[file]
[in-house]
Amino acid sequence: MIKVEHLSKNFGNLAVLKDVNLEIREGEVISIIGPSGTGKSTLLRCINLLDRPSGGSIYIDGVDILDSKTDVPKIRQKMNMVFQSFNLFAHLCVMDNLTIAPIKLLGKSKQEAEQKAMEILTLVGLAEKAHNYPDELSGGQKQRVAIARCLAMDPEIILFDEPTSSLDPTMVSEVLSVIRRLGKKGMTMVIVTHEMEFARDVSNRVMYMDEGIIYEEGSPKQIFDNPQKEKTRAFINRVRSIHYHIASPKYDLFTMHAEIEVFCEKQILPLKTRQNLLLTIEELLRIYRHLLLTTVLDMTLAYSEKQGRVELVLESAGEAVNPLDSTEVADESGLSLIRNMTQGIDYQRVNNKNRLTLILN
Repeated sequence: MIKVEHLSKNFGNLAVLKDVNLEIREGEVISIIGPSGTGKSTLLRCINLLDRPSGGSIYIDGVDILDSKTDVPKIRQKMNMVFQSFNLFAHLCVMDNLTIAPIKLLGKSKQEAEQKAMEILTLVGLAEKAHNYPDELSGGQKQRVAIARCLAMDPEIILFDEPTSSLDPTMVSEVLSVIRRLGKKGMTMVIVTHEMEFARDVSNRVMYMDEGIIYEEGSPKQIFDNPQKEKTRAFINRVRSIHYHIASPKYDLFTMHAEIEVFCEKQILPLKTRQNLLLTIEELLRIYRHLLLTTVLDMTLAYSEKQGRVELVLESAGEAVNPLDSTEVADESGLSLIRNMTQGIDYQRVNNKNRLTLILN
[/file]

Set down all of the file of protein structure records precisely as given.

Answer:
[in-house]
Amino acid sequence: MIKVEHLSKNFGNLAVLKDVNLEIREGEVISIIGPSGTGKSTLLRCINLLDRPSGGSIYIDGVDILDSKTDVPKIRQKMNMVFQSFNLFAHLCVMDNLTIAPIKLLGKSKQEAEQKAMEILTLVGLAEKAHNYPDELSGGQKQRVAIARCLAMDPEIILFDEPTSSLDPTMVSEVLSVIRRLGKKGMTMVIVTHEMEFARDVSNRVMYMDEGIIYEEGSPKQIFDNPQKEKTRAFINRVRSIHYHIASPKYDLFTMHAEIEVFCEKQILPLKTRQNLLLTIEELLRIYRHLLLTTVLDMTLAYSEKQGRVELVLESAGEAVNPLDSTEVADESGLSLIRNMTQGIDYQRVNNKNRLTLILN
Repeated sequence: MIKVEHLSKNFGNLAVLKDVNLEIREGEVISIIGPSGTGKSTLLRCINLLDRPSGGSIYIDGVDILDSKTDVPKIRQKMNMVFQSFNLFAHLCVMDNLTIAPIKLLGKSKQEAEQKAMEILTLVGLAEKAHNYPDELSGGQKQRVAIARCLAMDPEIILFDEPTSSLDPTMVSEVLSVIRRLGKKGMTMVIVTHEMEFARDVSNRVMYMDEGIIYEEGSPKQIFDNPQKEKTRAFINRVRSIHYHIASPKYDLFTMHAEIEVFCEKQILPLKTRQNLLLTIEELLRIYRHLLLTTVLDMTLAYSEKQGRVELVLESAGEAVNPLDSTEVADESGLSLIRNMTQGIDYQRVNNKNRLTLILN